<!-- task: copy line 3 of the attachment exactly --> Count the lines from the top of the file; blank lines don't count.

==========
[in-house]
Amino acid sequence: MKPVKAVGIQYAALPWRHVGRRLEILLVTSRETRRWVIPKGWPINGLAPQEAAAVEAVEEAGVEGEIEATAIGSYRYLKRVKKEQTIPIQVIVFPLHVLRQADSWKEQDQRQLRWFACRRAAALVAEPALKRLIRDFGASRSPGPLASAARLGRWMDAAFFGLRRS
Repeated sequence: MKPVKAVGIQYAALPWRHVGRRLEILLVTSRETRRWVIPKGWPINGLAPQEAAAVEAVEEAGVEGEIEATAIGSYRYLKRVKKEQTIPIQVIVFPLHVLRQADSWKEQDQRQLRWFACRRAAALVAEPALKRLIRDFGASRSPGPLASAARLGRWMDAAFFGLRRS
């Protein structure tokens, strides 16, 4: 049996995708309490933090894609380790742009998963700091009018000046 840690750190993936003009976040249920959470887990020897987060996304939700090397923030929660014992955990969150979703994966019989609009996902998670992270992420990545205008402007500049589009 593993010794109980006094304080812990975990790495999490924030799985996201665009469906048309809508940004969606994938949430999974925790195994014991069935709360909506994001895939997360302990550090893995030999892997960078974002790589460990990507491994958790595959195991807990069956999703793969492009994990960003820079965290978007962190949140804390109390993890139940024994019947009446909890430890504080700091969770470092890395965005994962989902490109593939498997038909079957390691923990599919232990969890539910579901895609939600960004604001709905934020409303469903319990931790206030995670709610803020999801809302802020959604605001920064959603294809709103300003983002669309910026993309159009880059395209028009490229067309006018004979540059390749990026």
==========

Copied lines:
Repeated sequence: MKPVKAVGIQYAALPWRHVGRRLEILLVTSRETRRWVIPKGWPINGLAPQEAAAVEAVEEAGVEGEIEATAIGSYRYLKRVKKEQTIPIQVIVFPLHVLRQADSWKEQDQRQLRWFACRRAAALVAEPALKRLIRDFGASRSPGPLASAARLGRWMDAAFFGLRRS